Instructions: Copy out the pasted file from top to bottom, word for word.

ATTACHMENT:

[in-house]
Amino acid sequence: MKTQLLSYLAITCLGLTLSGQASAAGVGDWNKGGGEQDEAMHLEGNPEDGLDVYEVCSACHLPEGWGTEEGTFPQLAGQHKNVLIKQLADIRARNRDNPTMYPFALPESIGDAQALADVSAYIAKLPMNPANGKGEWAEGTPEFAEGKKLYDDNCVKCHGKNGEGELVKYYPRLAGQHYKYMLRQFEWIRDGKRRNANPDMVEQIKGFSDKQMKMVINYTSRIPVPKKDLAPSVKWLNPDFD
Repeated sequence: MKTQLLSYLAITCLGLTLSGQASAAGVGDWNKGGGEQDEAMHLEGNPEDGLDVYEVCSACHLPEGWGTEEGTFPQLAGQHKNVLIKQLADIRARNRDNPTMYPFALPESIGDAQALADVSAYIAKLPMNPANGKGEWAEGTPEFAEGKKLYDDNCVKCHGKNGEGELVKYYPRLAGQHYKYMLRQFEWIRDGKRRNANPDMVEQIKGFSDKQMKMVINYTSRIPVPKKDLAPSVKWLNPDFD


[in-house]
Amino acid sequence: MKTQLLSYLAITCLGLTLSGQASAAGVGDWNKGGGEQDEAMHLEGNPEDGLDVYEVCSACHLPEGWGTEEGTFPQLAGQHKNVLIKQLADIRARNRDNPTMYPFALPESIGDAQALADVSAYIAKLPMNPANGKGEWAEGTPEFAEGKKLYDDNCVKCHGKNGEGELVKYYPRLAGQHYKYMLRQFEWIRDGKRRNANPDMVEQIKGFSDKQMKMVINYTSRIPVPKKDLAPSVKWLNPDFD
Repeated sequence: MKTQLLSYLAITCLGLTLSGQASAAGVGDWNKGGGEQDEAMHLEGNPEDGLDVYEVCSACHLPEGWGTEEGTFPQLAGQHKNVLIKQLADIRARNRDNPTMYPFALPESIGDAQALADVSAYIAKLPMNPANGKGEWAEGTPEFAEGKKLYDDNCVKCHGKNGEGELVKYYPRLAGQHYKYMLRQFEWIRDGKRRNANPDMVEQIKGFSDKQMKMVINYTSRIPVPKKDLAPSVKWLNPDFD